Accessibility, Usability, and Inclusion
Accessibility, usability, and inclusion are closely related aspects in creating a web that works for everyone. Their goals, approaches, and guidelines overlap significantly. It is most effective to address them together when designing and developing websites and applications.
There are a few situations when it’s important to focus specifically on one aspect. For example, when developing standards and policies. Researching the accessibility needs of people with disabilities helps with developing those.
This article briefly:
- explains the distinctions and overlaps between accessibility, usability, and inclusive design,
- encourages increased coordination across research and practice in these disciplines, and,
- points out the importance of maintaining the focus of accessibility on people with disabilities.
Distinctions and Overlaps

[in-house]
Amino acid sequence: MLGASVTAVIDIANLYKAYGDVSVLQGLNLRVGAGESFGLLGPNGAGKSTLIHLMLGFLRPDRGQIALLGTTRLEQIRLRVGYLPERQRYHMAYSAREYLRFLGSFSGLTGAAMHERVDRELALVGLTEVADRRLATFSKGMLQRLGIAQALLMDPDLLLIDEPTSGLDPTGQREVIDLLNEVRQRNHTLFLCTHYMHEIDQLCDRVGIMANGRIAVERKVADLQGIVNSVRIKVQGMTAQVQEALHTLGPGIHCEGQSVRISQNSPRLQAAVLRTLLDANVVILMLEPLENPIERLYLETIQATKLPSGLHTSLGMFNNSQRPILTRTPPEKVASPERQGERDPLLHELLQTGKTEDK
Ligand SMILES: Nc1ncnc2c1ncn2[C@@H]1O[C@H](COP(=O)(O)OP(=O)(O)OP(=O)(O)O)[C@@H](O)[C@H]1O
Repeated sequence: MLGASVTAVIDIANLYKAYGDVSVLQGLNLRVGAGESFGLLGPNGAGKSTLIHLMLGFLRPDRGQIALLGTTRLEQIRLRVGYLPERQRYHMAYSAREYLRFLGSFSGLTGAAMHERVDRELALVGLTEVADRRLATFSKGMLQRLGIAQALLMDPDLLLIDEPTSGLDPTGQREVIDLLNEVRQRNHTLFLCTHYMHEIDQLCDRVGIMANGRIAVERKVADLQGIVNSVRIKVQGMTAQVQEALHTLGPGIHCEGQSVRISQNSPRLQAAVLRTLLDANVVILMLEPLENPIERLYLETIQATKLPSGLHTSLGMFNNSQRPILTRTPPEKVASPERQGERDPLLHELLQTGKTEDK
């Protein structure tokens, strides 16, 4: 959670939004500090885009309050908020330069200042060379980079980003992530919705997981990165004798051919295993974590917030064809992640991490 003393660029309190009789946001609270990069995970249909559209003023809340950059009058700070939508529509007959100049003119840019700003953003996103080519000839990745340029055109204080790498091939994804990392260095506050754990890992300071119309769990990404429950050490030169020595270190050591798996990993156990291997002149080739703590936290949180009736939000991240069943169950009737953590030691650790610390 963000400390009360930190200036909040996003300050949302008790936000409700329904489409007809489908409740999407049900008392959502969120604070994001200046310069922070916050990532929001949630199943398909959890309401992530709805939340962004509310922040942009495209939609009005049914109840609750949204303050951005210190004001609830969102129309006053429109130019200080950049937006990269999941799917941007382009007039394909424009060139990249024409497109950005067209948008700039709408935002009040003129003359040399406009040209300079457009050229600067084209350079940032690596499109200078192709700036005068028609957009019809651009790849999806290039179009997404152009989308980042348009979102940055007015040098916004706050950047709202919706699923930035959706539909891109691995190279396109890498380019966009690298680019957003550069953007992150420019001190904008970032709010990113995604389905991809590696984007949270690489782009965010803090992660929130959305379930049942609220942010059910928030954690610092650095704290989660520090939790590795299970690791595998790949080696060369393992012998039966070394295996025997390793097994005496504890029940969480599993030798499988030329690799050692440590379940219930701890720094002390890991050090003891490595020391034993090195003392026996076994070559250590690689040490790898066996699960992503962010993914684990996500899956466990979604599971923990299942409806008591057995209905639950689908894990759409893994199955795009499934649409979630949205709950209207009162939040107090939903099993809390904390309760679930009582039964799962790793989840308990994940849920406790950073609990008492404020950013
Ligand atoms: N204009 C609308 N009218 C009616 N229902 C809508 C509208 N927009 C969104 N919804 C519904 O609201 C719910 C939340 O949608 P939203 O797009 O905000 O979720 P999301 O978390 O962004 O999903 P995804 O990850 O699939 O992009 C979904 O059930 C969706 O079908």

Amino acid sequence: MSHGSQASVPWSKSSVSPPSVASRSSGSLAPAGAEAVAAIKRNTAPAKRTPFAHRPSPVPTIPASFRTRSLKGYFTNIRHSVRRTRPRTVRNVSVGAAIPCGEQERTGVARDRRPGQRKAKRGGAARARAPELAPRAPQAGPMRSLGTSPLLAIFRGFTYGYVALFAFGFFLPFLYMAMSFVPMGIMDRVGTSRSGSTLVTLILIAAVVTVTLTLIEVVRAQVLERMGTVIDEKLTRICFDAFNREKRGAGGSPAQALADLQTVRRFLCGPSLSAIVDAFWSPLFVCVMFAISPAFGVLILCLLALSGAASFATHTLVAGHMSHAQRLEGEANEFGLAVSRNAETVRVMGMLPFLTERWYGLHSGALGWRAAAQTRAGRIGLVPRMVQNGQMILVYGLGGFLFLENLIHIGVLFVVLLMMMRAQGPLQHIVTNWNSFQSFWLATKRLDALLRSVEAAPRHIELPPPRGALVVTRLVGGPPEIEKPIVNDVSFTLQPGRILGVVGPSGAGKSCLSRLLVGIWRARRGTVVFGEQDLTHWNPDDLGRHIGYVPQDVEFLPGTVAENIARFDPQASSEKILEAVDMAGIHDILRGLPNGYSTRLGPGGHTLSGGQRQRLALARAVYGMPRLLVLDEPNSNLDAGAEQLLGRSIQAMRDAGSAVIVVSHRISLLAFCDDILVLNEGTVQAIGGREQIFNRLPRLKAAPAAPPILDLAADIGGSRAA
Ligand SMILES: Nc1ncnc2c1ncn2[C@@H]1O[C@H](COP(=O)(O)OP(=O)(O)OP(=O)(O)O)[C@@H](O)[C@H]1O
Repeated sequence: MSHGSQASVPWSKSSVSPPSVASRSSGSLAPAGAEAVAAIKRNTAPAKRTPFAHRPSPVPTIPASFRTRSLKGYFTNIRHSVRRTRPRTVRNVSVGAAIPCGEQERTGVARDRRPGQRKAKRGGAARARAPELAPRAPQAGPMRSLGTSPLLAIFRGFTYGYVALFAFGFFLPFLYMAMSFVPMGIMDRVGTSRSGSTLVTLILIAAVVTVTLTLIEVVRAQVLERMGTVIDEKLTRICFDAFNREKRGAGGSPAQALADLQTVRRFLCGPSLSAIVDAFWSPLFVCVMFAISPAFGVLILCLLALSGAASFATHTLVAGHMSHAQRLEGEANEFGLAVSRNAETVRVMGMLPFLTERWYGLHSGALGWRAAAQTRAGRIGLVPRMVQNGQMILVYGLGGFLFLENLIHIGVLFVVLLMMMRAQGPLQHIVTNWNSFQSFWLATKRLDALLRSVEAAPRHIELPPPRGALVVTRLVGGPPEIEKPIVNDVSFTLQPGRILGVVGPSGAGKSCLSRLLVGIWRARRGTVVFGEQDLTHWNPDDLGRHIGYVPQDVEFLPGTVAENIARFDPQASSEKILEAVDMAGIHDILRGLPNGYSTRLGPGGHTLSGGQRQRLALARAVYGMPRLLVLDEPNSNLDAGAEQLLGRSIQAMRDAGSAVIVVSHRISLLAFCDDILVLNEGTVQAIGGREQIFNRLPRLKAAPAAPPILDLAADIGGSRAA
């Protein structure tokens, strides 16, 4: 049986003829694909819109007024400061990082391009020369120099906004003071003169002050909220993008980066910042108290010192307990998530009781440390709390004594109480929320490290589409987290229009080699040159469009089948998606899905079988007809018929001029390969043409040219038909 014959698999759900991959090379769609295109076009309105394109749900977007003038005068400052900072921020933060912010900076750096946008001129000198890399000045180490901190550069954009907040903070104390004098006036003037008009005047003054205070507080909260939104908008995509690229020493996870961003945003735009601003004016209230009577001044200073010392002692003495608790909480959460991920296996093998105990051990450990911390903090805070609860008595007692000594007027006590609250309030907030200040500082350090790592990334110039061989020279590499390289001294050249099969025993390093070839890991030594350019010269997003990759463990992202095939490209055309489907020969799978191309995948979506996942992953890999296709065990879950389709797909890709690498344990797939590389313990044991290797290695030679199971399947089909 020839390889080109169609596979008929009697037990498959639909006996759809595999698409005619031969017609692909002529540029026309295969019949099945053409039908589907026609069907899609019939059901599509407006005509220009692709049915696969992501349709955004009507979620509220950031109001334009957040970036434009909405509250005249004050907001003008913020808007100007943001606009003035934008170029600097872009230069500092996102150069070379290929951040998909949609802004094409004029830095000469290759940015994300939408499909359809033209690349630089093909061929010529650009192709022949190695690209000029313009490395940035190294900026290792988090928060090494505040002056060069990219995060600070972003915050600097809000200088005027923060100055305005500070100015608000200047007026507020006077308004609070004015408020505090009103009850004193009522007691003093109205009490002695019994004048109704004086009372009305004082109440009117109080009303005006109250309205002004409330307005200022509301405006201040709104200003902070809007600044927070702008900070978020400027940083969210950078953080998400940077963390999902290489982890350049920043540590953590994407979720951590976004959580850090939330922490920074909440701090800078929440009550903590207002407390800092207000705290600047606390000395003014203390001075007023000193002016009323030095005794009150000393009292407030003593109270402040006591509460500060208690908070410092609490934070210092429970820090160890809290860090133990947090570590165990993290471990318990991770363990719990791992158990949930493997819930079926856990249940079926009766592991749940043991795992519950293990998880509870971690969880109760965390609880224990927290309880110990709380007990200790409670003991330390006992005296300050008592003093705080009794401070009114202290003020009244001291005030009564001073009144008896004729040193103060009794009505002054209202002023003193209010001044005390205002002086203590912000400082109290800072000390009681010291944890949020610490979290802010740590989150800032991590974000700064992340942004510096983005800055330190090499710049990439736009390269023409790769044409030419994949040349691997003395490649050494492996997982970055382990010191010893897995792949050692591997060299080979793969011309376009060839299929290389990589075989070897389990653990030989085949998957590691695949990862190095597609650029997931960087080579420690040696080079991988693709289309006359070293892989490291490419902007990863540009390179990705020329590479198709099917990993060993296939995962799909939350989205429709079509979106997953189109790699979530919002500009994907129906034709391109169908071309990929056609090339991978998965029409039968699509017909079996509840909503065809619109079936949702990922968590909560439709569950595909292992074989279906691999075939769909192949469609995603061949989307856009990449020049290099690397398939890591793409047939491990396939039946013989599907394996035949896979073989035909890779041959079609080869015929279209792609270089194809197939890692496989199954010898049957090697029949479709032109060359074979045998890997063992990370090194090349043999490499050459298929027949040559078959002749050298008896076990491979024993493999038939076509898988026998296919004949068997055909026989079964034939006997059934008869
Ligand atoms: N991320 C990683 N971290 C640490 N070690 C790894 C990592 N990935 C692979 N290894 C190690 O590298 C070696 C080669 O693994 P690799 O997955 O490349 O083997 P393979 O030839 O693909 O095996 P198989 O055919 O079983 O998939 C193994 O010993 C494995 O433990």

Accessibility: addresses discriminatory aspects related to equivalent user experience for people with disabilities. Web accessibility means that people with disabilities can equally perceive, understand, navigate, and interact with websites and tools. It also means that they can contribute equally without barriers. For more information, see the Accessibility introduction.
Usability: is about designing products to be effective, efficient, and satisfying. Usability includes user experience design. This may include general aspects that impact everyone and do not disproportionally impact people with disabilities. Usability practice and research often [...]